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Inside the Basilica of Santa Maria Maggiore in Rome, Italy. 
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Inside the Basilica of Santa Maria Maggiore in Rome, Italy.
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The Basilica of Santa Maria Maggiore, RomeThe Basilica of Santa Maria Maggiore, Rome: a mosaic in the main naveThe Basilica of Santa Maria Maggiore, Rome
Inside the church of Santa Sabina on the Aventine Hill in Rome, Italy. 
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Inside the church of Santa Sabina on the Aventine Hill in Rome, Italy.

Wikipedia: The Basilica of Saint Sabina at the Aventine is a titular minor basilica and mother church of the Roman Catholic Dominican order in Rome, Italy. Santa Sabina lies high on the Aventine Hill, beside the Tiber, close to the headquarters of the Knights of Malta.

Santa Sabina is an early basilica (5th century), with a classical rectangular plan and columns. The decorations have been restored to their original modesty, mostly white. Together with the light pouring in from the windows, this makes the Santa Sabina an airy and roomy place. Other basilicas, such as Santa Maria Maggiore, are often heavily and gaudily decorated. Because of its simplicity, the Santa Sabina represents the crossover from a roofed Roman forum to the churches of Christendom.

Santa Sabina was built by Priest Petrus of Illyria, a Dalmatian priest, between 422 and 432 on the site of the house of the Roman matron Sabina, who was later declared a Christian saint. It was originally near a temple of Juno.

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Inside the church of Sant'Alessio on the Aventine Hill in Rome, Italy. 
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Inside the church of Sant'Alessio on the Aventine Hill in Rome, Italy.

It was built in the 3rd or 4th century, and originally dedicated to St. Boniface the Martyr. It is therefore sometimes referred to as Santi Boniface e Alessio. In the 10th century, the church became a centre for the Benedictines and a departure point for some of the most important evangelizers at that time; St. Adalbert of Prague once set out from this church on his mission. In 1217, it was also dedicated to St. Alexis, the name by which it is known today.

The present church was built in the time of Pope Honorius III (1216–1227), and altered by T. de Marchis in 1750 on the orders of Angelo Maria Quirini. After 1846, when the Somaschi Fathers were installed here, further alterations have been carried out.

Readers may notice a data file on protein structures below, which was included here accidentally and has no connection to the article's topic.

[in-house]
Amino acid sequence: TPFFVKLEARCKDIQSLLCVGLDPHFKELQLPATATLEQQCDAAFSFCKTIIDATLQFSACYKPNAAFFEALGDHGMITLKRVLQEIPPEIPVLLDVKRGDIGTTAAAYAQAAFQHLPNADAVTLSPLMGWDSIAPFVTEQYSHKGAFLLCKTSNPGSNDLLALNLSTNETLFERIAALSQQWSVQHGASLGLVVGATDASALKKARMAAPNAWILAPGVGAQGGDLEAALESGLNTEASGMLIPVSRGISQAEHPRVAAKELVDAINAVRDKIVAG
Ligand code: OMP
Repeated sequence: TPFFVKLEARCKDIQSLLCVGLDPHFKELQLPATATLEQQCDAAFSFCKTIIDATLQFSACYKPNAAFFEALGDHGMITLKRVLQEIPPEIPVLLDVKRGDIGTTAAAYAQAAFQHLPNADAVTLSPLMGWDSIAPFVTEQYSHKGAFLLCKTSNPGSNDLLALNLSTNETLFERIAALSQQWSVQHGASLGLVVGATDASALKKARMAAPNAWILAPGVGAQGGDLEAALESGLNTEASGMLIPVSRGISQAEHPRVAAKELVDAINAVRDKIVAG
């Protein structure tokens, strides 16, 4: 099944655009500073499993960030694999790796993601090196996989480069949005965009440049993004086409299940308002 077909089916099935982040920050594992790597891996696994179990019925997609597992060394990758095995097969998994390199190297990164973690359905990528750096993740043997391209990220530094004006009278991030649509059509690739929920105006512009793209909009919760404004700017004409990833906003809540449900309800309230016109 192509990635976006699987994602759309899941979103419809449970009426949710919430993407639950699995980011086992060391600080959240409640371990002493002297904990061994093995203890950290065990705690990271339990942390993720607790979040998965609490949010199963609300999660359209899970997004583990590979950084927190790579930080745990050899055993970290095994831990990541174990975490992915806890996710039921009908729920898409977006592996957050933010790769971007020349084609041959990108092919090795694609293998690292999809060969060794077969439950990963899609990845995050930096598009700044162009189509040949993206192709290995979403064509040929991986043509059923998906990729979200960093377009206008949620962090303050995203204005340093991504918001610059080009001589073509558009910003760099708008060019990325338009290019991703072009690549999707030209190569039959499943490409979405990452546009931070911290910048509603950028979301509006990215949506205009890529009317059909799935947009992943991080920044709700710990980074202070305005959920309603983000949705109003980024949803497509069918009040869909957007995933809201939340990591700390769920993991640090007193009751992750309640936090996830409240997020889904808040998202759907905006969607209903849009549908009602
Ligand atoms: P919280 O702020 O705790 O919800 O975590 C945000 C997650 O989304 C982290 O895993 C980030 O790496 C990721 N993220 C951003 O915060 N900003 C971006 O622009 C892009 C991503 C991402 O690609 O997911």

The church has beautiful Cosmatesque work on the floor, doorway and the two small columns of the choir. On one of the columns, there is an inscription naming the artists as Laurentius and stating that there were 19 columns. The fathers in the church say that the 17 missing columns were carried off by Napoleon. A statue of St. Alexis stands above an altar by the door. It shows him in pilgrim's clothes, clasping the letter which revealed his identity after death. The statue is by Andrea Bergondi, and was made in the late 18th century. Parts of the staircase that the saint lived beneath are preserved here. The crypt is from the 10th or 13th century. It's closed to the public most of the year, but at Christmas a crib, one of the most popular in Rome, is set up here. The crypt is in the Romanesque style; it is the only crypt in that style in Rome. Relics said to be of St. Thomas Becket of Canterbury are preserved here. (Text based on the Churches of Rome Wikia).

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The Orange Garden (Giardino degli Aranci) on the Aventine Hill is a popular sunset-watching spot in Rome. 
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The Orange Garden (Giardino degli Aranci) on the Aventine Hill is a popular sunset-watching spot in Rome.
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Rome from the AventineRome from the AventineRome from the AventineFrom the Aventine to the Vatican
Parco Savello (also known as the Orange Garden) on the Aventine Hill offers fabulous views of Rome. 
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Parco Savello (also known as the Orange Garden) on the Aventine Hill offers fabulous views of Rome.
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Thursday, Nov 2, 2017: On the walls of Palácio da Pena in Sintra, Portugal
Palácio da Pena
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